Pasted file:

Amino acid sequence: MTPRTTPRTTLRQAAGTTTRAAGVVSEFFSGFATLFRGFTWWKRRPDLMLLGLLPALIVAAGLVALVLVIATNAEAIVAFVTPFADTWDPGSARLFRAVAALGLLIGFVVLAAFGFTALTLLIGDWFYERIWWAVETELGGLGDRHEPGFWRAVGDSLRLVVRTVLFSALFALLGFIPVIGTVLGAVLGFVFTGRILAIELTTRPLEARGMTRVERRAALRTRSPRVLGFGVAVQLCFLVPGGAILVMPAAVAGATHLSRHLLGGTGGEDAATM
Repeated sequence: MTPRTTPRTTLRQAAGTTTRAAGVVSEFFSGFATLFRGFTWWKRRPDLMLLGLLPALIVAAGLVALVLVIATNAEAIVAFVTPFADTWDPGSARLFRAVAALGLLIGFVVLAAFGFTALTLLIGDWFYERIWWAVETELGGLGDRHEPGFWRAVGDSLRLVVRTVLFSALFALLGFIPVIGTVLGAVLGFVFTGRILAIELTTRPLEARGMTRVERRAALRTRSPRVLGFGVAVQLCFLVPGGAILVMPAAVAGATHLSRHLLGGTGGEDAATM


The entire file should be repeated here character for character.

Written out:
Amino acid sequence: MTPRTTPRTTLRQAAGTTTRAAGVVSEFFSGFATLFRGFTWWKRRPDLMLLGLLPALIVAAGLVALVLVIATNAEAIVAFVTPFADTWDPGSARLFRAVAALGLLIGFVVLAAFGFTALTLLIGDWFYERIWWAVETELGGLGDRHEPGFWRAVGDSLRLVVRTVLFSALFALLGFIPVIGTVLGAVLGFVFTGRILAIELTTRPLEARGMTRVERRAALRTRSPRVLGFGVAVQLCFLVPGGAILVMPAAVAGATHLSRHLLGGTGGEDAATM
Repeated sequence: MTPRTTPRTTLRQAAGTTTRAAGVVSEFFSGFATLFRGFTWWKRRPDLMLLGLLPALIVAAGLVALVLVIATNAEAIVAFVTPFADTWDPGSARLFRAVAALGLLIGFVVLAAFGFTALTLLIGDWFYERIWWAVETELGGLGDRHEPGFWRAVGDSLRLVVRTVLFSALFALLGFIPVIGTVLGAVLGFVFTGRILAIELTTRPLEARGMTRVERRAALRTRSPRVLGFGVAVQLCFLVPGGAILVMPAAVAGATHLSRHLLGGTGGEDAATM